Spawning droughts, floods, and other weather disturbances world-wide, the El Niño – Southern Oscillation (ENSO) impacts the daily life of millions of people.
During El Niño, Atlantic hurricane activity wanes and rainfall in Hawaii decreases while Pacific winter storms shift southward, elevating the risk of floods in California.
The ability to forecast how ENSO will respond to global warming thus matters greatly to society. Providing accurate predictions, though, is challenging because ENSO varies naturally over decades and centuries. Instrumental records are too short to determine whether any changes seen recently are simply natural or attributable to man-made greenhouse gases. Reconstructions of ENSO behavior are usually missing adequate records for the tropics where ENSO develops.
Help is now underway in the form of a tree-ring record reflecting ENSO activity over the past seven centuries. Tree-rings have been shown to be very good proxies for temperature and rainfall measurements. An international team of scientists spearheaded by Jinbao Li and Shang-Ping Xie, while working at the International Pacific Research Center, University of Hawaii at Manoa, has compiled 2,222 tree-ring chronologies of the past seven centuries from both the tropics and mid-latitudes in both hemispheres. Their work is published in the June 30, 2013 online issue of Nature Climate Change.
The inclusion of tropical tree-ring records enabled the team to generate an archive of ENSO activity of unprecedented accuracy, as attested by the close correspondence with records from equatorial Pacific corals and with an independent Northern Hemisphere temperature reconstruction that captures well-known teleconnection climate patterns.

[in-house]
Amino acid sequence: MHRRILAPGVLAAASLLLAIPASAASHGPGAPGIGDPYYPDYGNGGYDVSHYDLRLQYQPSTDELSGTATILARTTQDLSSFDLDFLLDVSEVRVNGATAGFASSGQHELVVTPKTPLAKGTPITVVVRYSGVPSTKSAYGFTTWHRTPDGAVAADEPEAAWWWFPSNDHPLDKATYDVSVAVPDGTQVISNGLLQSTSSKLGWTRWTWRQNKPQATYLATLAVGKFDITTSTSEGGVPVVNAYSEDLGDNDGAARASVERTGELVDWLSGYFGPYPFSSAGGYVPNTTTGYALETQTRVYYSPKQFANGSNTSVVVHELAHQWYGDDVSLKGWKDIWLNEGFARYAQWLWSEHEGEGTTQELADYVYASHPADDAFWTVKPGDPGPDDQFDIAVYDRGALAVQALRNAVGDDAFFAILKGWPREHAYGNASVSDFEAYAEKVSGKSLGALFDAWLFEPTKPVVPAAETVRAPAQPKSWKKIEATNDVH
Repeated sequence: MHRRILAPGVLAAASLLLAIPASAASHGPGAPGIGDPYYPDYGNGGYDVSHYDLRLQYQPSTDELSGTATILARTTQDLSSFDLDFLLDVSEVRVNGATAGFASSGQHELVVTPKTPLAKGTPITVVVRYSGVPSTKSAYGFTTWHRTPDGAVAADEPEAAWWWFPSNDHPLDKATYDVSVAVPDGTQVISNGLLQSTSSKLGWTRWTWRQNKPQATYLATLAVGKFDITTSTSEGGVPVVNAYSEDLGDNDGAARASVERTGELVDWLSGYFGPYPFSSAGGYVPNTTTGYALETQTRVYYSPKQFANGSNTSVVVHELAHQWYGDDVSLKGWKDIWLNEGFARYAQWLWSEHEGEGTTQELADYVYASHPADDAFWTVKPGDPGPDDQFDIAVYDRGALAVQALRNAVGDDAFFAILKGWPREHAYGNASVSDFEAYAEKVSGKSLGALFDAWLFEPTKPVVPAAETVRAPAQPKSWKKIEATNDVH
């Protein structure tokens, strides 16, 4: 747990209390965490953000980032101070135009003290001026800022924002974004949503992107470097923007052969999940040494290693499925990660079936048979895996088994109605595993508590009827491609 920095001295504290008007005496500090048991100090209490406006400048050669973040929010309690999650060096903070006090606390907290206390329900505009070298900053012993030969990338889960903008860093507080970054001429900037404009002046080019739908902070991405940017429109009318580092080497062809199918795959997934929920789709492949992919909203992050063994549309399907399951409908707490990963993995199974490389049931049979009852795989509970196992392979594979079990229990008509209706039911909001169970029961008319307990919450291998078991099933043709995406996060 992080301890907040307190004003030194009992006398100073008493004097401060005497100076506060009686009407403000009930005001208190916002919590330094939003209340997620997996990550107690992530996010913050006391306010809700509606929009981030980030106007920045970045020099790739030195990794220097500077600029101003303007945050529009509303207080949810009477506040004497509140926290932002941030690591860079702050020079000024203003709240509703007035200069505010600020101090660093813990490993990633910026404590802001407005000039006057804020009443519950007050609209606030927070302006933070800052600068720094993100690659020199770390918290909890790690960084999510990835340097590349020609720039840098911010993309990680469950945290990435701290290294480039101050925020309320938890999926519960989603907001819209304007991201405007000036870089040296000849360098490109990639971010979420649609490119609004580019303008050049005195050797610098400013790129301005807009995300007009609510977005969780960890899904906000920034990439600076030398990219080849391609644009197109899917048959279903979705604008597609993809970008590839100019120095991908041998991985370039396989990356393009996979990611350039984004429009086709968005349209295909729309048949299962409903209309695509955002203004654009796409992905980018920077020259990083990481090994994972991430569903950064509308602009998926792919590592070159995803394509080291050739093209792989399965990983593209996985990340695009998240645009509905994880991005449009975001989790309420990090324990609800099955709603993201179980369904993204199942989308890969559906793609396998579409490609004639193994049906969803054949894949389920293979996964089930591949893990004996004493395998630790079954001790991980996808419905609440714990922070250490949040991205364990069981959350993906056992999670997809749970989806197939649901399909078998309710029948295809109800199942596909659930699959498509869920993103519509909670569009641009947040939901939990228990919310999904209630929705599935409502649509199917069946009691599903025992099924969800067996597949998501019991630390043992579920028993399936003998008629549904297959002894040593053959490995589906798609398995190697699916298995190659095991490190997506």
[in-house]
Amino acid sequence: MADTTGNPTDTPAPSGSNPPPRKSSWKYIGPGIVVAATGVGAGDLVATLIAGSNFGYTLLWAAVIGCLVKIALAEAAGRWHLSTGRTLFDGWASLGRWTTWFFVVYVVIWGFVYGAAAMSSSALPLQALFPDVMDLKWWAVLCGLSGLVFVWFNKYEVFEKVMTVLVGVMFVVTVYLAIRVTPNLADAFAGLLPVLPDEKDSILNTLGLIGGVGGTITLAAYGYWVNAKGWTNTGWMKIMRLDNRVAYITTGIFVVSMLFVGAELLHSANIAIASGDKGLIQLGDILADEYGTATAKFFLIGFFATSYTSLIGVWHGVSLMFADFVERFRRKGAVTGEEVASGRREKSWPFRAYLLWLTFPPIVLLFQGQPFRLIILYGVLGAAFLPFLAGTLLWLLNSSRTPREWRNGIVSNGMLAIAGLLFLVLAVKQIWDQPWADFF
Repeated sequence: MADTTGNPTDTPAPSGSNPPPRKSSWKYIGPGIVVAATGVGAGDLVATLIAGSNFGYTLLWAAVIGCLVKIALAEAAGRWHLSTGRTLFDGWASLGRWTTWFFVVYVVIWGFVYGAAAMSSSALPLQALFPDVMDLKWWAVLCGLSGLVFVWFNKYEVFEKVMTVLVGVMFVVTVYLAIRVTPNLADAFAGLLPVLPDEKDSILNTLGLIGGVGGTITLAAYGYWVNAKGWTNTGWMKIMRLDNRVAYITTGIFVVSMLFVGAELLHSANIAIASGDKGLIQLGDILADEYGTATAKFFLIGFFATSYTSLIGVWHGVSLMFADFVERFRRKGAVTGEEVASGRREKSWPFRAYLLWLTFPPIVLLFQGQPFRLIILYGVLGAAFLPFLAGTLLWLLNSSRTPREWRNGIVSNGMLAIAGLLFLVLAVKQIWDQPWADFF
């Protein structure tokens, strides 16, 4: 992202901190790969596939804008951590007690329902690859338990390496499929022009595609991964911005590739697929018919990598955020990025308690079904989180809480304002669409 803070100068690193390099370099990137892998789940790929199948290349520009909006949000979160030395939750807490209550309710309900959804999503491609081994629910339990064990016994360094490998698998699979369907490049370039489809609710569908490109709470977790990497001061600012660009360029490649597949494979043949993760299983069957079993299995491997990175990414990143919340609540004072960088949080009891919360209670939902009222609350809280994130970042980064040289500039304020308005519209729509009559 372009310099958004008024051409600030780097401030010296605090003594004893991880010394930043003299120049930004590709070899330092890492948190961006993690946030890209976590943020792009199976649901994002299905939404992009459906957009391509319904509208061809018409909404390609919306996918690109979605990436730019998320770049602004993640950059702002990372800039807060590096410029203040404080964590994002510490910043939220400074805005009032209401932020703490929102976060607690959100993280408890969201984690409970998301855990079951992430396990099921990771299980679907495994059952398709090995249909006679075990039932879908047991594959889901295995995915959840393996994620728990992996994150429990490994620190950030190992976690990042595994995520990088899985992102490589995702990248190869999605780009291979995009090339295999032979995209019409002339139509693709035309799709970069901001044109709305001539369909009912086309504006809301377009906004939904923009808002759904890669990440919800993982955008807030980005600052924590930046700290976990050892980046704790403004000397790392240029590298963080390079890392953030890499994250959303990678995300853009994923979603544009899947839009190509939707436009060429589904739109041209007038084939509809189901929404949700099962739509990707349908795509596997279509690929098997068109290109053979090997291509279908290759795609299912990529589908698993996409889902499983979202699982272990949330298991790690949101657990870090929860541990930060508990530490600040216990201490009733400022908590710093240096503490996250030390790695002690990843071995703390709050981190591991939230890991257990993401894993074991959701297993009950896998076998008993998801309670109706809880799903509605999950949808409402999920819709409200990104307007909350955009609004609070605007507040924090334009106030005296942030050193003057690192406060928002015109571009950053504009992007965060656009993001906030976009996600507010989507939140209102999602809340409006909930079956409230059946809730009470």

These proxy records all indicate that ENSO was unusually active in the late 20th century compared to the past seven centuries, implying that this climate phenomenon is responding to ongoing global warming.
"In the year after a large tropical volcanic eruption, our record shows that the east-central tropical Pacific is unusually cool, followed by unusual warming one year later. Like greenhouse gases, volcanic aerosols perturb the Earth's radiation balance. This supports the idea that the unusually high ENSO activity in the late 20th century is a footprint of global warming" explains lead author Jinbao Li.